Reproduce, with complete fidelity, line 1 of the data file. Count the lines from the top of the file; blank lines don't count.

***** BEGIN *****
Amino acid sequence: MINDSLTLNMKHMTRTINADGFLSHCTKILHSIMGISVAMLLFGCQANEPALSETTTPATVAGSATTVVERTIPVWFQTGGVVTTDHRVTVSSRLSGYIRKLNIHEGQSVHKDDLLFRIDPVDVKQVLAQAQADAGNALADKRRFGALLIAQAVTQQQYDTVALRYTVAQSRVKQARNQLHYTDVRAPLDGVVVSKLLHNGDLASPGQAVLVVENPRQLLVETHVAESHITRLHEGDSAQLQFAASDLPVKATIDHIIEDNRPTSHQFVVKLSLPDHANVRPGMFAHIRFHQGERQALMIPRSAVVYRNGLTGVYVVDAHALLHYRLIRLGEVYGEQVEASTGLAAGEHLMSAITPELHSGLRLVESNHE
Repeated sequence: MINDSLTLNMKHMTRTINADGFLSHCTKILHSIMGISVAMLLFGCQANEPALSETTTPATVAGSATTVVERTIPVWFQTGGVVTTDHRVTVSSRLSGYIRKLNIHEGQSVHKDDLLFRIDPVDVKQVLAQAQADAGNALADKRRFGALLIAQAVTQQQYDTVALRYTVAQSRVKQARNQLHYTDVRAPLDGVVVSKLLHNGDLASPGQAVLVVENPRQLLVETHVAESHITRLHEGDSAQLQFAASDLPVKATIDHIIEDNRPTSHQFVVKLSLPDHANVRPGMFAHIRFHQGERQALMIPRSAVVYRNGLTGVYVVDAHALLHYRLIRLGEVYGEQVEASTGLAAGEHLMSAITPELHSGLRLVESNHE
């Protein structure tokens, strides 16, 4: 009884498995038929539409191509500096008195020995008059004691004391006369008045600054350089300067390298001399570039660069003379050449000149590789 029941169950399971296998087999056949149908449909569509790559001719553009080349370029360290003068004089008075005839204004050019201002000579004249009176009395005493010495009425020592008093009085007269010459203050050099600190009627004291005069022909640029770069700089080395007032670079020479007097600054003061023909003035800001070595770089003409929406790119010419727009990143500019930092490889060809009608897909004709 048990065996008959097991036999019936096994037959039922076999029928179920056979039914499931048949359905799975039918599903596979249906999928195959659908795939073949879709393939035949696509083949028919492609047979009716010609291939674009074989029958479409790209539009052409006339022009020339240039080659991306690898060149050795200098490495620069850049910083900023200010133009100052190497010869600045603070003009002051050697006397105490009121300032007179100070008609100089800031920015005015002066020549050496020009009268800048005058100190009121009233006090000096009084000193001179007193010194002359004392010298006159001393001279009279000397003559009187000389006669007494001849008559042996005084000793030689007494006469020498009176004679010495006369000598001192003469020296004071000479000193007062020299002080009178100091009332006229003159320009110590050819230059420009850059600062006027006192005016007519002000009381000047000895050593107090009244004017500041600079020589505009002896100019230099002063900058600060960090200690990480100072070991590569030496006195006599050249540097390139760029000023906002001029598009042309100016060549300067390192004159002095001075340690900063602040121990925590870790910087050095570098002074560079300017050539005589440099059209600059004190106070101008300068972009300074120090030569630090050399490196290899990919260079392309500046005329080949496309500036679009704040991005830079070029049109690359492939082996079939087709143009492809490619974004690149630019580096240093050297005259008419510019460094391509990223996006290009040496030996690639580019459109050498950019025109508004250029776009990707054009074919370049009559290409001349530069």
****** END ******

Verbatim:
Amino acid sequence: MINDSLTLNMKHMTRTINADGFLSHCTKILHSIMGISVAMLLFGCQANEPALSETTTPATVAGSATTVVERTIPVWFQTGGVVTTDHRVTVSSRLSGYIRKLNIHEGQSVHKDDLLFRIDPVDVKQVLAQAQADAGNALADKRRFGALLIAQAVTQQQYDTVALRYTVAQSRVKQARNQLHYTDVRAPLDGVVVSKLLHNGDLASPGQAVLVVENPRQLLVETHVAESHITRLHEGDSAQLQFAASDLPVKATIDHIIEDNRPTSHQFVVKLSLPDHANVRPGMFAHIRFHQGERQALMIPRSAVVYRNGLTGVYVVDAHALLHYRLIRLGEVYGEQVEASTGLAAGEHLMSAITPELHSGLRLVESNHE